Parenting expert Li Ling Phua explains why consent is so crucial to the emotional wellbeing of children, and how parents can model positive behavior from birth
The growing number of #MeToo stories that sparked last year in the wake of charges against Harvey Weinstein continues to trundle ahead as more women come forward to share their experiences of sexual assault by men. Most recently, the world watched helplessly as Brett Kavanaugh was confirmed as Supreme Court Justice despite being called out for sexual assault by Christine Blasey Ford. While his confirmation has us questioning the effectiveness of #MeToo, there is no doubt that the movement has brought conversations surrounding consent, toxic masculinity and body positivity into the forefront. This is a two-part series by respectful parenting expert Li Ling Phua, Director of Chapter Zero Singapore, exploring how parents, educators and other adult caregivers can teach children about consent, body positivity, and how to raise emotionally healthy children.
Click here for Part 2: Parenting Advice for Modelling Body Positivity
Part One: Teach children about consent
Some time ago, I had dinner with a friend and his cousin whom I had never met before. Dinner was pleasant; we shared good food and exchanged stories. When it came time to leave, my friend’s cousin asked if he could give me a hug. I barely knew the person, and didn’t feel comfortable giving him a hug, so I politely refused. He was visibly disappointed and tried again, “Can I give you just one hug? Come on.” And again, “How about if I buy you a drink? If you give me a hug, I’ll buy you a drink.”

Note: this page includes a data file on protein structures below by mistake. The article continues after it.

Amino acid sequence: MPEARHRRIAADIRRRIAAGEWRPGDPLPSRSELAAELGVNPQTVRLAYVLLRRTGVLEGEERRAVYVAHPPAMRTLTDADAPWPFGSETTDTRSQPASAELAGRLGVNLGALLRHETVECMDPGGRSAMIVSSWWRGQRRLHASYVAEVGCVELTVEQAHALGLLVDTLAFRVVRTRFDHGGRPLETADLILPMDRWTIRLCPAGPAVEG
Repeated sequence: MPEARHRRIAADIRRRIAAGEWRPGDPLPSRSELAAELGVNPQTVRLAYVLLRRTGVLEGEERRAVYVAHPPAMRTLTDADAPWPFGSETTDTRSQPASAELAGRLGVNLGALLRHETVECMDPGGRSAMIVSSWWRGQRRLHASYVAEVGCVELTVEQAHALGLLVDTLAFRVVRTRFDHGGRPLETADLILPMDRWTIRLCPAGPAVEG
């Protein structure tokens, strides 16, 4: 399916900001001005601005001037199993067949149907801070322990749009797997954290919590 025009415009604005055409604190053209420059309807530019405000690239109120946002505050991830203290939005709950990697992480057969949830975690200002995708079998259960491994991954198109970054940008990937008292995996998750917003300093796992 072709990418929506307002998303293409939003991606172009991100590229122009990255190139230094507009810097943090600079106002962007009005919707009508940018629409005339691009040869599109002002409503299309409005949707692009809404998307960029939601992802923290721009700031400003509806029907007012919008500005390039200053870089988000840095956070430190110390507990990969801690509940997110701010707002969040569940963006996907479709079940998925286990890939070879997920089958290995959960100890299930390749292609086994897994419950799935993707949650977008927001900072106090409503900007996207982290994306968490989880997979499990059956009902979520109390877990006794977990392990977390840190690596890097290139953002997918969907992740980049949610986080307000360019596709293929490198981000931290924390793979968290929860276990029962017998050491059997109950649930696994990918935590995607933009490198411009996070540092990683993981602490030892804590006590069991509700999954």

Feeling very uncomfortable by this point, I moved closer to my friend for assistance but he pushed me closer to his cousin while saying, “It’s just one hug. He will buy you a drink.” Feeling helpless, very confused, and just tired of this whole situation, I reluctantly gave him a hug. He squeezed me tightly, joked about not letting me go and laughed because he thought it was funny.
How did you feel while reading my encounter? Did you feel annoyed because you wished for my choice to be respected? Perhaps you thought my friend’s cousin should have just backed off and taken ‘no’ as an answer. Or you thought my friend should have stood by me and supported my decision. Maybe you wished I had been steadfast in refusing the hug and had called out the man’s behaviour as disrespectful and offensive.
If you were put off by reading my experience, the good news is this didn’t really happen to me. The bad news is that it happened to my friend’s 5-year-old son, whose father’s cousin wanted to buy him ice-cream in exchange for a hug. Does this change anything for you?
We see this same scenario happening for children frequently and may nary bat an eyelid. We might have even played the role of the ‘cousin’ in my story, asking for a hug and promising the child candy, chocolate, ice-cream, or a gift. Maybe we’ve been in the shoes of the ‘friend’ in my recount, gently nudging the child to accept a hug or kiss because we’re feeling slightly embarrassed that our child isn’t complying and may be seen as being … disrespectful. When adults coax, bribe, or coerce another adult into returning hugs or kisses, most of us will rightfully identify them as being repulsive and disrespectful. But when young children refuse to give hugs or kisses to adults, many people see the child instead as being impolite or lacking in manners.